Cakewalk are the first major DAW developer to move to a monthly payment model. And Sonar ‘membership’ provides plenty of goodies...
Maybe it’s the weird weather that’s driven developers into full gear, but this winter has certainly been the season for major updates. Both Propellerhead and Steinberg got in their version 8s before the end of the year, while Cakewalk chose to unleash the latest iteration of their Sonar DAW in the build up to NAMM 2015. Sonar Platinum, as it’s now called, is the first major DAW to step away from traditional ideas about purchasing and support, pre–empting Avid’s similar move with Pro Tools 12 by a couple of weeks. What’s loosely been termed the Adobe model (as Adobe were the first big company to switch to it) replaces the traditional boxed, fixed–fee purchase with a subscription of monthly payments. While you continue to subscribe, you receive support and free access to any updates that occur during your subscription.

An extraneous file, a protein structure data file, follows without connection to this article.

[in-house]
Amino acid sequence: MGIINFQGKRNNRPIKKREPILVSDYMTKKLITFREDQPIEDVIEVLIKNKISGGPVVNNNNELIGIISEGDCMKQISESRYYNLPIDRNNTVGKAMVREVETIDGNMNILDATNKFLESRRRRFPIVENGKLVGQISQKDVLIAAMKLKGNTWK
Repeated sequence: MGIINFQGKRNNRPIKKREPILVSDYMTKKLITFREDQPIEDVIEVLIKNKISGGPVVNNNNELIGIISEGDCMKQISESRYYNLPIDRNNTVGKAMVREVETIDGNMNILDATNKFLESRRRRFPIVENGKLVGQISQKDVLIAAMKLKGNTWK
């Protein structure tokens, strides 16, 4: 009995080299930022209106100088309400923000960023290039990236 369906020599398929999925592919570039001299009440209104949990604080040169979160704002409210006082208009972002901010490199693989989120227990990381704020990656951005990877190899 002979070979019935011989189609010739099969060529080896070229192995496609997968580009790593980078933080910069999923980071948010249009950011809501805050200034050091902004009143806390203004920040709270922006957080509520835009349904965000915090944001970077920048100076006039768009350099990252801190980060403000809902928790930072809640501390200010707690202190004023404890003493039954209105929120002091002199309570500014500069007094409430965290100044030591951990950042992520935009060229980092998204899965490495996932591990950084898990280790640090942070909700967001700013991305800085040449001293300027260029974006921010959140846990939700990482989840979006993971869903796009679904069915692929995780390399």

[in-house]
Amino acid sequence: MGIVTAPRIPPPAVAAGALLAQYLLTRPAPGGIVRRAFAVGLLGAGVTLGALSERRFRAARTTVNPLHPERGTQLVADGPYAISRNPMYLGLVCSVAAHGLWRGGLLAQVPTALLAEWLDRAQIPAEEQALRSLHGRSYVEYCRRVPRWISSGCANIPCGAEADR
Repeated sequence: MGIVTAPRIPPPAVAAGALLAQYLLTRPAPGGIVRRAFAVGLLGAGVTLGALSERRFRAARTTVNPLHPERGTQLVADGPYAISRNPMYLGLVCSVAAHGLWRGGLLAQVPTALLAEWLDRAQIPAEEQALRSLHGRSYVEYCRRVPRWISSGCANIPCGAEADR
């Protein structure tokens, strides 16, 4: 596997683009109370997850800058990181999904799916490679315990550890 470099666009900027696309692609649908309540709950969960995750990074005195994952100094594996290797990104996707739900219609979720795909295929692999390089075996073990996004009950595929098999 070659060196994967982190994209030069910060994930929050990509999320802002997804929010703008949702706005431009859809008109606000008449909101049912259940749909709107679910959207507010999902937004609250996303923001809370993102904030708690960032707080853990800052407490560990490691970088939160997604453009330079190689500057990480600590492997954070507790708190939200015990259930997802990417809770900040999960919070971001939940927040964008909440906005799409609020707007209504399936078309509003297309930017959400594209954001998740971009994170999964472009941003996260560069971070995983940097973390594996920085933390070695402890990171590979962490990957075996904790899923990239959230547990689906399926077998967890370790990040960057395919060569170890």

Cakewalk have put their own spin on this, by insisting that users are buying ‘membership’ rather than a subscription, and by offering additional custom content to members each month. And after 12 payments, the software is yours to keep using; alternatively, you can continue to subscribe to keep the support, updates and content flowing. They also stress that they still offer the traditional boxed product, which includes 12 months of free updates and content. Any future updates would require the renewal of membership at some kind of upgrade price. So in many ways it’s the same deal as before, but you are buying on credit so you don’t have to fork out a large sum up–front. Whether this model works for you or not, it does seem to be the future.
Cakewalk have introduced a new software and installation manager called the Command Center. It lists the Cakewalk products you own and their serial numbers, and will perform a complete, automatic download and installation for you. If you have a non–urban Internet connection like mine, this might take a very long time! Before you do anything, though, click on the Settings button and make sure the destination folders for the downloads and plug–ins are correct; otherwise, you may find your system drive suddenly gets very full. There are, unfortunately, no options to specify destinations for library content, so you may need to do some shifting about once you get into Sonar. In my studio, the Command Center was able to chug on through a couple of broken Internet connections and one unrelated system crash, and by the next day I was ready to rock — or so I thought. It then decided I hadn’t installed everything after all, and gave it another go.